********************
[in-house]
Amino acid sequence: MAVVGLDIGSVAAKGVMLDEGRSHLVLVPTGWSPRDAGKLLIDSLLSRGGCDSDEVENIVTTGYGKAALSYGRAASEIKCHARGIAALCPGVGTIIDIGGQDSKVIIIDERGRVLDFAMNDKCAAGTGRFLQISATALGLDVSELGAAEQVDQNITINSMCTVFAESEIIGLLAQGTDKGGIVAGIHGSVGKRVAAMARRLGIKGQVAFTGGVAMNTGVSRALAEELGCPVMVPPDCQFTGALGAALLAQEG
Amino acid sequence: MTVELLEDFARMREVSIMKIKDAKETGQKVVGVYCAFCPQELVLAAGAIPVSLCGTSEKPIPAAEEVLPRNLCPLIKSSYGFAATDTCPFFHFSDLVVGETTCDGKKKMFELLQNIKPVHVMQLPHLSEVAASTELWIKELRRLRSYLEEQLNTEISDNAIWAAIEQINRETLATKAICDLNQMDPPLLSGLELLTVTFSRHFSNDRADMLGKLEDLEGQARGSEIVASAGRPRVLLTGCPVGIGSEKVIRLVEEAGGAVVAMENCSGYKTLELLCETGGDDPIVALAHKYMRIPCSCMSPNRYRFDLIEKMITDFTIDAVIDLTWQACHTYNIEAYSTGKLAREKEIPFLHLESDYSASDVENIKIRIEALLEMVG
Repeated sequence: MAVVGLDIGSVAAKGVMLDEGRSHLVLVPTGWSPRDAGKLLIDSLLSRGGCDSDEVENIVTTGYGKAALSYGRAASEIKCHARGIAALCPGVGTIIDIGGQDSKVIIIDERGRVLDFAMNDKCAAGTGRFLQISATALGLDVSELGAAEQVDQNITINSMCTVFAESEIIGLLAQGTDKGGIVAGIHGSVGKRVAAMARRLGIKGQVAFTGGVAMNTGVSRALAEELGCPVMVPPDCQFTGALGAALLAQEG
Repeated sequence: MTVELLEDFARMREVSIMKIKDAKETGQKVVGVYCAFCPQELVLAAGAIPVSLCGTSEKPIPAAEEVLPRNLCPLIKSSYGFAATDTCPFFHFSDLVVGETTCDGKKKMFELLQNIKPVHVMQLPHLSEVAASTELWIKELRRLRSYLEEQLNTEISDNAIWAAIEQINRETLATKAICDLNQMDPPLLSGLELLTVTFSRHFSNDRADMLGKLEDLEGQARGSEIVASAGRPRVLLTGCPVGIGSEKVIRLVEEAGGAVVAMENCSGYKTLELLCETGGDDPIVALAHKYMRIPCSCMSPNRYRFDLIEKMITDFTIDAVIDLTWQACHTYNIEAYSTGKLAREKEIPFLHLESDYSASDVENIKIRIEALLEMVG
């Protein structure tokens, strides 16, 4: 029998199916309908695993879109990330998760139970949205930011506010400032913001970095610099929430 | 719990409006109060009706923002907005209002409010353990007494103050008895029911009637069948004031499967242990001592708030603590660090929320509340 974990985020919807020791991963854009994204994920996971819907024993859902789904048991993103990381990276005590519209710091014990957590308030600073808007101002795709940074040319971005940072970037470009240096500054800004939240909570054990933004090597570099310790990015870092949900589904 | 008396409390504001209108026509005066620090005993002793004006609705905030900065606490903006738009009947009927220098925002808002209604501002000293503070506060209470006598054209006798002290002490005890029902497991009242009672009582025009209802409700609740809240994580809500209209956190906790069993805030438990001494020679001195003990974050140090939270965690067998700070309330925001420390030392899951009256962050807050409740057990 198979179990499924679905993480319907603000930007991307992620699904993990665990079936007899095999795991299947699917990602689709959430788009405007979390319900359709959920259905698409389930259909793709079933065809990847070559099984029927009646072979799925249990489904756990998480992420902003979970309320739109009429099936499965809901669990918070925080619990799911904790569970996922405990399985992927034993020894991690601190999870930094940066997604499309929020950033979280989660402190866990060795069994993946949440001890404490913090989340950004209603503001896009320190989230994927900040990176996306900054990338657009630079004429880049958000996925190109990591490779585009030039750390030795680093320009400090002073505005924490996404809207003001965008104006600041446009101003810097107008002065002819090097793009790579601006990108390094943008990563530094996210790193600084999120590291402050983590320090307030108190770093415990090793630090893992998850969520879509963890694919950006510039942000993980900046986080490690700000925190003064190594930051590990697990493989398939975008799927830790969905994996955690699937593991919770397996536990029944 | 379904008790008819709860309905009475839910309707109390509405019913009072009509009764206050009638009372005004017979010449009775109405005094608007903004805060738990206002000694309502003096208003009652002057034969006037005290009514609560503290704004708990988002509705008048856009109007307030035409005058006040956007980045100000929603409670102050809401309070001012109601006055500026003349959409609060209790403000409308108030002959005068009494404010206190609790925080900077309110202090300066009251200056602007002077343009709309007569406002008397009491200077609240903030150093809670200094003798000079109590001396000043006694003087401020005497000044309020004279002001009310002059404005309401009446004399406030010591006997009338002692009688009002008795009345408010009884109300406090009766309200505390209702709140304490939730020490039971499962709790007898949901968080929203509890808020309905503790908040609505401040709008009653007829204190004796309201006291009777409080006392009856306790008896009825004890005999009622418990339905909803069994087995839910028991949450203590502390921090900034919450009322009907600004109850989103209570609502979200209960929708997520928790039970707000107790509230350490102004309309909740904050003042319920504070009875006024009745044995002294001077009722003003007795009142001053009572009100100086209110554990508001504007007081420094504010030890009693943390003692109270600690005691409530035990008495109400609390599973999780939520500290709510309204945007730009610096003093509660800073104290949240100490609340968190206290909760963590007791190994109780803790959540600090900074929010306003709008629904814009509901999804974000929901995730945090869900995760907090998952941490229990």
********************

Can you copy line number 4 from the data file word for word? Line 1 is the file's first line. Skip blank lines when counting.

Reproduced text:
Repeated sequence: MAVVGLDIGSVAAKGVMLDEGRSHLVLVPTGWSPRDAGKLLIDSLLSRGGCDSDEVENIVTTGYGKAALSYGRAASEIKCHARGIAALCPGVGTIIDIGGQDSKVIIIDERGRVLDFAMNDKCAAGTGRFLQISATALGLDVSELGAAEQVDQNITINSMCTVFAESEIIGLLAQGTDKGGIVAGIHGSVGKRVAAMARRLGIKGQVAFTGGVAMNTGVSRALAEELGCPVMVPPDCQFTGALGAALLAQEG